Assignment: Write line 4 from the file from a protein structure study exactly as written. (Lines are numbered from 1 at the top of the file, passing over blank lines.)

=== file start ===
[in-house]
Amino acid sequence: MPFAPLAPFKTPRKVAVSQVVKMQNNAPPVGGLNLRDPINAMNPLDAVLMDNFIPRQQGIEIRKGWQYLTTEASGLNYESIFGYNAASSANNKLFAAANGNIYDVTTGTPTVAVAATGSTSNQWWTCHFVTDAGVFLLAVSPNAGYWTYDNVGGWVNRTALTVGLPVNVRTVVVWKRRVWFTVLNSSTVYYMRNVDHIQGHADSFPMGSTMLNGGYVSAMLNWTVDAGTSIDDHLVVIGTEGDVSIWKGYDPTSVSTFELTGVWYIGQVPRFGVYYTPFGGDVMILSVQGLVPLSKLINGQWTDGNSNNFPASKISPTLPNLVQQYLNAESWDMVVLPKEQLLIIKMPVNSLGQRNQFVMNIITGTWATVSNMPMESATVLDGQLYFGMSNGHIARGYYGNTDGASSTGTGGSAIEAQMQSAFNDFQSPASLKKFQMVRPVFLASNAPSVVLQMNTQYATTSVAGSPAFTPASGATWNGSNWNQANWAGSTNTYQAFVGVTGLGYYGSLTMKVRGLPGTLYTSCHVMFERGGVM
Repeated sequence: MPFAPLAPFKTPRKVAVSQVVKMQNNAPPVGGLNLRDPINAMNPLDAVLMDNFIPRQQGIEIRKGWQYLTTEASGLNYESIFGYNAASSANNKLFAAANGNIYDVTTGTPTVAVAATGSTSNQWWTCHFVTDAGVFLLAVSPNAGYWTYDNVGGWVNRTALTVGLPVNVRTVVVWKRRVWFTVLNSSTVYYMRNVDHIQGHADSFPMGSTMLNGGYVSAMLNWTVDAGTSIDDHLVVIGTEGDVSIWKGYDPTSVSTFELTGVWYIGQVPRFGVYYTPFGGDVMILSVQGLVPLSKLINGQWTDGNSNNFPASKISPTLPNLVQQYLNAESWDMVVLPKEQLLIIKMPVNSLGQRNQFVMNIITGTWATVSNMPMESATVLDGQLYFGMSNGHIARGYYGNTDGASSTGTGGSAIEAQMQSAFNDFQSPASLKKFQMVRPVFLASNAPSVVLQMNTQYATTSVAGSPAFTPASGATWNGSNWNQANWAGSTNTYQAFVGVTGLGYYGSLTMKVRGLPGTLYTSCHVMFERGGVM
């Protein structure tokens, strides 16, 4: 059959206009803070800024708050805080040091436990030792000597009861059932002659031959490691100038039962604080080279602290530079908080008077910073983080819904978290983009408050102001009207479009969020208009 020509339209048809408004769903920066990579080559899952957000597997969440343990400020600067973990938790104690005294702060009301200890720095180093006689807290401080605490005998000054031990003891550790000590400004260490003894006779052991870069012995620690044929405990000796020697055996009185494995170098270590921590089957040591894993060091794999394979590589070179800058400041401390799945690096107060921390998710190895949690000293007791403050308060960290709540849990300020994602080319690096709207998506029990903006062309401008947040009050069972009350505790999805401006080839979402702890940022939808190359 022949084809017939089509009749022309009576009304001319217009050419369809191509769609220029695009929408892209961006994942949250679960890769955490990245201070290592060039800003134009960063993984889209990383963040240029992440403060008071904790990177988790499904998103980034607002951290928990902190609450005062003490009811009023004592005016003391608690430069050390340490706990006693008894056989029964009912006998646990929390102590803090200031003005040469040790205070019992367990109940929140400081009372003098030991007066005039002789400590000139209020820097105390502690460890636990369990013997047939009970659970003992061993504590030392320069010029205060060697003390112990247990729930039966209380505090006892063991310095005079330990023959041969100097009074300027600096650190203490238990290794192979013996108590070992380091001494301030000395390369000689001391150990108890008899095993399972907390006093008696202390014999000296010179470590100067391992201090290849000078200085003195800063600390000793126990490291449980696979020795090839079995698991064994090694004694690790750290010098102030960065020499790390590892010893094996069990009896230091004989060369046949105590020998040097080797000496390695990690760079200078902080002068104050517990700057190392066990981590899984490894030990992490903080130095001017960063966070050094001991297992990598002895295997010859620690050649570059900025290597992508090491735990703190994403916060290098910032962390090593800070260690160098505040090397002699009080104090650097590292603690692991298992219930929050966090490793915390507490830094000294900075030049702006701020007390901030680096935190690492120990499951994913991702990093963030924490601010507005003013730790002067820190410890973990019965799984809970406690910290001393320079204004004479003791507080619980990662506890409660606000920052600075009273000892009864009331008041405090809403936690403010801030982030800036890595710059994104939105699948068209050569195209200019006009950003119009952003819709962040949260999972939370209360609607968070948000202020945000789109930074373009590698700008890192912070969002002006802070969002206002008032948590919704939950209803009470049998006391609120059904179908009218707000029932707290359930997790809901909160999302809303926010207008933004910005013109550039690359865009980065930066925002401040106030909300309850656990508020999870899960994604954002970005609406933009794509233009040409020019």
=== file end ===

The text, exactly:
């Protein structure tokens, strides 16, 4: 059959206009803070800024708050805080040091436990030792000597009861059932002659031959490691100038039962604080080279602290530079908080008077910073983080819904978290983009408050102001009207479009969020208009 020509339209048809408004769903920066990579080559899952957000597997969440343990400020600067973990938790104690005294702060009301200890720095180093006689807290401080605490005998000054031990003891550790000590400004260490003894006779052991870069012995620690044929405990000796020697055996009185494995170098270590921590089957040591894993060091794999394979590589070179800058400041401390799945690096107060921390998710190895949690000293007791403050308060960290709540849990300020994602080319690096709207998506029990903006062309401008947040009050069972009350505790999805401006080839979402702890940022939808190359 022949084809017939089509009749022309009576009304001319217009050419369809191509769609220029695009929408892209961006994942949250679960890769955490990245201070290592060039800003134009960063993984889209990383963040240029992440403060008071904790990177988790499904998103980034607002951290928990902190609450005062003490009811009023004592005016003391608690430069050390340490706990006693008894056989029964009912006998646990929390102590803090200031003005040469040790205070019992367990109940929140400081009372003098030991007066005039002789400590000139209020820097105390502690460890636990369990013997047939009970659970003992061993504590030392320069010029205060060697003390112990247990729930039966209380505090006892063991310095005079330990023959041969100097009074300027600096650190203490238990290794192979013996108590070992380091001494301030000395390369000689001391150990108890008899095993399972907390006093008696202390014999000296010179470590100067391992201090290849000078200085003195800063600390000793126990490291449980696979020795090839079995698991064994090694004694690790750290010098102030960065020499790390590892010893094996069990009896230091004989060369046949105590020998040097080797000496390695990690760079200078902080002068104050517990700057190392066990981590899984490894030990992490903080130095001017960063966070050094001991297992990598002895295997010859620690050649570059900025290597992508090491735990703190994403916060290098910032962390090593800070260690160098505040090397002699009080104090650097590292603690692991298992219930929050966090490793915390507490830094000294900075030049702006701020007390901030680096935190690492120990499951994913991702990093963030924490601010507005003013730790002067820190410890973990019965799984809970406690910290001393320079204004004479003791507080619980990662506890409660606000920052600075009273000892009864009331008041405090809403936690403010801030982030800036890595710059994104939105699948068209050569195209200019006009950003119009952003819709962040949260999972939370209360609607968070948000202020945000789109930074373009590698700008890192912070969002002006802070969002206002008032948590919704939950209803009470049998006391609120059904179908009218707000029932707290359930997790809901909160999302809303926010207008933004910005013109550039690359865009980065930066925002401040106030909300309850656990508020999870899960994604954002970005609406933009794509233009040409020019």